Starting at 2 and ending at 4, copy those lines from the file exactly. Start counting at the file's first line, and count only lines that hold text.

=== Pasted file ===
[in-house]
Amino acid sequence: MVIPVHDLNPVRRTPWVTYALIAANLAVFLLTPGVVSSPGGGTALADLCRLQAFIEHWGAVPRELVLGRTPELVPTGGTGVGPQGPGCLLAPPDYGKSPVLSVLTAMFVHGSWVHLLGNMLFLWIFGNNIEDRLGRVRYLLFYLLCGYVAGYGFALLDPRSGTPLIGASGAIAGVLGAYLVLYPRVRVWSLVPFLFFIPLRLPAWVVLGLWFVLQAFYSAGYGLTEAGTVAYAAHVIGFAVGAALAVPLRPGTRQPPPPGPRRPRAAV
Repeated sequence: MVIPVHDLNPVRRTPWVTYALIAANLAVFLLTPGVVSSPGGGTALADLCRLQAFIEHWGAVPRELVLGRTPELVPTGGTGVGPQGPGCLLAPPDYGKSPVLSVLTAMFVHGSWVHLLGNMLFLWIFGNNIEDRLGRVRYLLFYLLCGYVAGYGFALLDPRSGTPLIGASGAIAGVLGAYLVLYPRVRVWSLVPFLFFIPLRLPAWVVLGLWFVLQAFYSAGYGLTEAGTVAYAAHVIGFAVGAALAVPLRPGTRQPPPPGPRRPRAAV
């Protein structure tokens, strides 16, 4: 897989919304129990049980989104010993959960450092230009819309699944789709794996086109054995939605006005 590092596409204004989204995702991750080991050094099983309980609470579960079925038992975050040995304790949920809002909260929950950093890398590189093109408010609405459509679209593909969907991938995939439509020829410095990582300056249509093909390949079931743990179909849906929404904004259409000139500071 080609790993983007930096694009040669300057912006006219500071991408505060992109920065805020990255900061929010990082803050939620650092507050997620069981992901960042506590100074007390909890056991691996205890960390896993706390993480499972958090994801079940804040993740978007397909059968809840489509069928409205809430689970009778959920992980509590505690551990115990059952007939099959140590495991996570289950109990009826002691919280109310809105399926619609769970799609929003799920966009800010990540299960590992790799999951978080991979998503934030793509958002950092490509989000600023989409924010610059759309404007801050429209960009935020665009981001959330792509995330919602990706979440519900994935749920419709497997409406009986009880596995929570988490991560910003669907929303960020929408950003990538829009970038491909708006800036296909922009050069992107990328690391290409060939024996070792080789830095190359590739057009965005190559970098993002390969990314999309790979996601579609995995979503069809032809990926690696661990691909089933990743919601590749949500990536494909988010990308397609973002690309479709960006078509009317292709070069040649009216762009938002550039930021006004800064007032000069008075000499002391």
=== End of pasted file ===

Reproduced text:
Amino acid sequence: MVIPVHDLNPVRRTPWVTYALIAANLAVFLLTPGVVSSPGGGTALADLCRLQAFIEHWGAVPRELVLGRTPELVPTGGTGVGPQGPGCLLAPPDYGKSPVLSVLTAMFVHGSWVHLLGNMLFLWIFGNNIEDRLGRVRYLLFYLLCGYVAGYGFALLDPRSGTPLIGASGAIAGVLGAYLVLYPRVRVWSLVPFLFFIPLRLPAWVVLGLWFVLQAFYSAGYGLTEAGTVAYAAHVIGFAVGAALAVPLRPGTRQPPPPGPRRPRAAV
Repeated sequence: MVIPVHDLNPVRRTPWVTYALIAANLAVFLLTPGVVSSPGGGTALADLCRLQAFIEHWGAVPRELVLGRTPELVPTGGTGVGPQGPGCLLAPPDYGKSPVLSVLTAMFVHGSWVHLLGNMLFLWIFGNNIEDRLGRVRYLLFYLLCGYVAGYGFALLDPRSGTPLIGASGAIAGVLGAYLVLYPRVRVWSLVPFLFFIPLRLPAWVVLGLWFVLQAFYSAGYGLTEAGTVAYAAHVIGFAVGAALAVPLRPGTRQPPPPGPRRPRAAV
């Protein structure tokens, strides 16, 4: 897989919304129990049980989104010993959960450092230009819309699944789709794996086109054995939605006005 590092596409204004989204995702991750080991050094099983309980609470579960079925038992975050040995304790949920809002909260929950950093890398590189093109408010609405459509679209593909969907991938995939439509020829410095990582300056249509093909390949079931743990179909849906929404904004259409000139500071 080609790993983007930096694009040669300057912006006219500071991408505060992109920065805020990255900061929010990082803050939620650092507050997620069981992901960042506590100074007390909890056991691996205890960390896993706390993480499972958090994801079940804040993740978007397909059968809840489509069928409205809430689970009778959920992980509590505690551990115990059952007939099959140590495991996570289950109990009826002691919280109310809105399926619609769970799609929003799920966009800010990540299960590992790799999951978080991979998503934030793509958002950092490509989000600023989409924010610059759309404007801050429209960009935020665009981001959330792509995330919602990706979440519900994935749920419709497997409406009986009880596995929570988490991560910003669907929303960020929408950003990538829009970038491909708006800036296909922009050069992107990328690391290409060939024996070792080789830095190359590739057009965005190559970098993002390969990314999309790979996601579609995995979503069809032809990926690696661990691909089933990743919601590749949500990536494909988010990308397609973002690309479709960006078509009317292709070069040649009216762009938002550039930021006004800064007032000069008075000499002391």